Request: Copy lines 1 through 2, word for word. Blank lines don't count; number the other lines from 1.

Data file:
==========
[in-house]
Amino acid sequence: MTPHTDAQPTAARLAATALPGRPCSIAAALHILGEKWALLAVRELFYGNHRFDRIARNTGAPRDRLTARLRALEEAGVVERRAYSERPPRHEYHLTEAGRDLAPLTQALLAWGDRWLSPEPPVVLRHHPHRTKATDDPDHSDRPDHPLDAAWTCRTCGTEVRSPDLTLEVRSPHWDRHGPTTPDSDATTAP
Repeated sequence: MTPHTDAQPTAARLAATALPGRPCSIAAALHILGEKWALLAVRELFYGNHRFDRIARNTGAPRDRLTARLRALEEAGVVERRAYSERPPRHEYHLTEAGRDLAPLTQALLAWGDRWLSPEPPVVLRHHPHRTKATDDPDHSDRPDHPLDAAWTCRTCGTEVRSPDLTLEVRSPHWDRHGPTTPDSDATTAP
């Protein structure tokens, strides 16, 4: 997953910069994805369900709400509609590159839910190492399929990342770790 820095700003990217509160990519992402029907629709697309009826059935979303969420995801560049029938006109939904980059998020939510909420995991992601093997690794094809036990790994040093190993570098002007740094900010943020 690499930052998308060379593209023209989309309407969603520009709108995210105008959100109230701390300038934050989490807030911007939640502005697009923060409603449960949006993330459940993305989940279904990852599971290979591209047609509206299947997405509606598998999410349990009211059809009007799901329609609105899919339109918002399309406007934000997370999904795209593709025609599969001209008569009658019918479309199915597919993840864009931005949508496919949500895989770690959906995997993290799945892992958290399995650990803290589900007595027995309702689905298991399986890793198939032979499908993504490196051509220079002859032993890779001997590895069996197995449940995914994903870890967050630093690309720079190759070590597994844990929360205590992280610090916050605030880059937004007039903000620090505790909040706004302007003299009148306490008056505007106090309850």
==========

[in-house]
Amino acid sequence: MTPHTDAQPTAARLAATALPGRPCSIAAALHILGEKWALLAVRELFYGNHRFDRIARNTGAPRDRLTARLRALEEAGVVERRAYSERPPRHEYHLTEAGRDLAPLTQALLAWGDRWLSPEPPVVLRHHPHRTKATDDPDHSDRPDHPLDAAWTCRTCGTEVRSPDLTLEVRSPHWDRHGPTTPDSDATTAP